• This article in The Hindu focuses on the business of bringing Amway’s Nutrilite products to India.
  • A Malaysian program MamaCare trains workers to integrate traditional and Western methods in postnatal care, following a 2002 WHO program.
  • The West African nation of Burkina Faso reports a survey on the widespread use of local plants in traditional medicine.
  • The head of Agbeve Herbal Hospital made a similar pitch for inclusion of these facilities in the insurance scheme.
  • In Ghana, Christian Kwasi Agyeman (pictured), National Chairman of Universal Ghana Herbal Manufacturers’ Union (UGHEMU) and CEO of Taabea Company expresses concern ”over the seeming neglect of the herbal industry by the government.” The company has received a WHO award.
  • A Lancet Psychiatry article on use of diverse traditions in mental health is described here.
  • The University of Toronto’s new integrative medicine program, run by Linda Balneaves, MD, is featured here.
  • A business is advertising a “Global Equipments of Traditional Chinese Industry Report 2015.”
  • The International Business Times UK version speaks to the use of maggots and leeches medicinally.
  • Musings in Customs Today on efforts to stimulate Vietnam’s traditional medicines.
  • The Greater Accra Chairman of Traditional Medicine Practice Council, Oscar Asamaoh Donkoh, has appealed to government and the national health insurance authority to include traditional herbal medicine in the national health insurance scheme as indicated in the Scheme’s Act.
  • In Angola, the Professional Therapists Chamber of Traditional, Natural, Alternative and Non-Conventional Medicine claim 3600 registrants since December 2014.
  • Professor Emeritus Joseph Okogun of Nigeria’s University of Ibadan urged scientists and clinicians to collaborate with the traditional practitioners to ensure standardization of herbal drugs.
  • A brief audio interview highlights the focus of traditional medicine research in Palau.
  • Uganda herbalists (pictured, with regulator) are asking the government for enforceable standards that will support export of herbal products. The article notes an estimate of one traditional health practitioner for every 200-400 Ugandans; for medical doctors it’s one per 20,000.
  • A call for more research in Botswana on indigenous medicine included notice that the University of Botswana created a Centre for Scientific Research, Indigenous Knowledge and Innovation “which attempts to link scientific research with indigenous knowledge systems.”
  • The troubles over regulating traditional practitioners discussed in this Global Integrator Blog piece on Zanzibar are further explored here.
  • Loss of traditional medicine in the United States’ indigenous culture is mourned in this Indian Country article.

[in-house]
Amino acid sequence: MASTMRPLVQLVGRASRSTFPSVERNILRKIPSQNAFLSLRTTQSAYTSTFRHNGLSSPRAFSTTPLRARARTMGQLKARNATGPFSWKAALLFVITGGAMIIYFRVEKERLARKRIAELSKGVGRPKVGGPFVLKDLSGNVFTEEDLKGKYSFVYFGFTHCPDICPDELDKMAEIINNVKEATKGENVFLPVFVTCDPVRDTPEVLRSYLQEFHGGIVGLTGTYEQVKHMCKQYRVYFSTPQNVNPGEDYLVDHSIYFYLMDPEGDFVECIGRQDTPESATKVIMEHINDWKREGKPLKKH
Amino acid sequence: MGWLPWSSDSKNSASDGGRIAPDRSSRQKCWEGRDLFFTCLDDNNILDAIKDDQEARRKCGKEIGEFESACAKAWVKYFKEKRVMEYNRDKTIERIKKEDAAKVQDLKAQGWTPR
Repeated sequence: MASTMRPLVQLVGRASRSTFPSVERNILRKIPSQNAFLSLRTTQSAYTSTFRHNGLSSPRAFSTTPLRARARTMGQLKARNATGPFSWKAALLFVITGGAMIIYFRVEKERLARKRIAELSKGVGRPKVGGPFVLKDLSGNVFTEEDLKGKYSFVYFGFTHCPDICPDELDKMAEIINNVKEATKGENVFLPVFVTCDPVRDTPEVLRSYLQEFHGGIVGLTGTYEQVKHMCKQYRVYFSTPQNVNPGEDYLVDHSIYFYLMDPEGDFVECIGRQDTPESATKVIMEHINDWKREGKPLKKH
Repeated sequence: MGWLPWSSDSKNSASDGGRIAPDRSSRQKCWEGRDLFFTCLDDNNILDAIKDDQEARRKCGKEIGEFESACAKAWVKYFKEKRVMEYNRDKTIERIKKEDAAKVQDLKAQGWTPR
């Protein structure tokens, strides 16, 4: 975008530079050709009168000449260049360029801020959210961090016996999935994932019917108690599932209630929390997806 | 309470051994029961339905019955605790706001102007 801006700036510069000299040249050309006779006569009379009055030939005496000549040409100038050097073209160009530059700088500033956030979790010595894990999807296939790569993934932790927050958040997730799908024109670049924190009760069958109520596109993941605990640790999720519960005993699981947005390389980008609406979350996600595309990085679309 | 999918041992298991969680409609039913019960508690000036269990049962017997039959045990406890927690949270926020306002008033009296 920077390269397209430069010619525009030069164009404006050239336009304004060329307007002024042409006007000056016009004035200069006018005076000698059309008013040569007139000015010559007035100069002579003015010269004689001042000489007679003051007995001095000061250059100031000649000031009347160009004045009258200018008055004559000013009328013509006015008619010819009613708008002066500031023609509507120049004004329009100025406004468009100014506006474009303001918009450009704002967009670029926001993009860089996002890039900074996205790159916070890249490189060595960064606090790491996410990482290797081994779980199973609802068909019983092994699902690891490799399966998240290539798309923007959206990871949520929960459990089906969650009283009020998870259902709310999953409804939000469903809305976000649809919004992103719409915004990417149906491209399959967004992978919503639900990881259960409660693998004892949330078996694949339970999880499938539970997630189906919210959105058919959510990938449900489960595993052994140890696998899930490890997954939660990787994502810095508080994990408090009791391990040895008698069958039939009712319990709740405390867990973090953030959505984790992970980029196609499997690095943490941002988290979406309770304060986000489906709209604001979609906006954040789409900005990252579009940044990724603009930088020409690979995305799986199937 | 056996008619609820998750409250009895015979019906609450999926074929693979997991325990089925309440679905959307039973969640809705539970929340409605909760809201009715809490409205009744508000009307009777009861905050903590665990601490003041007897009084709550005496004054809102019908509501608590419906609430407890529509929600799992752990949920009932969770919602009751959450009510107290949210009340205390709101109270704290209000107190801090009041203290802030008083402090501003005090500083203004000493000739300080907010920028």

• The business magazine Forbes puts tongue in cheek in reporting the decision of the US FDA to not regulate devices meant to “increase the flow of Qi.”

World Federation of Chinese Medicine Societies Gains WHO Status After Decade-long Process

On March 11, 2015, the World Federation of Chinese Medicine Societies (WFCMS) established an official relationship with the World Health Organization (WHO). The formal tie consummated a process that began a decade ago. The importance to the Chinese of this relationship for their plans for worldwide dissemination of their medicine was made clear by WFCMS president She Jing (pictured): “The relations embodies that WHO attaches great importance to Chinese medicine, which helps extend international influence of Chinese Medicine.” The recognition, according to the announcement, will be a platform through which the WFCMS anticipates influencing the direction of global health and medicine. Li Zhenji, WFCMS vice president and secretary-general, listed four points in a WFCMS-WHO “2015-2017 cooperation plan.”

The announcement the next day at a press conference (group pictured) was accompanied by a brief comment from Bernhard Schwartlander, WHO representative in China. He was representing Margaret Chan, WHO Director General. Stated Schwartlander: “The WHO recognizes the values and role traditional medicine can play in national health systems, especially in primary care.” He reportedly added, “There is continuing demand for traditional medicine around the world. It is not only used to treat diseases and is widely used for disease prevention, health promotion, and health maintenance.” The same article estimated that traditional Chinese medicine (TCM) is practiced in 164 countries and regions and “includes 300,000 employees.”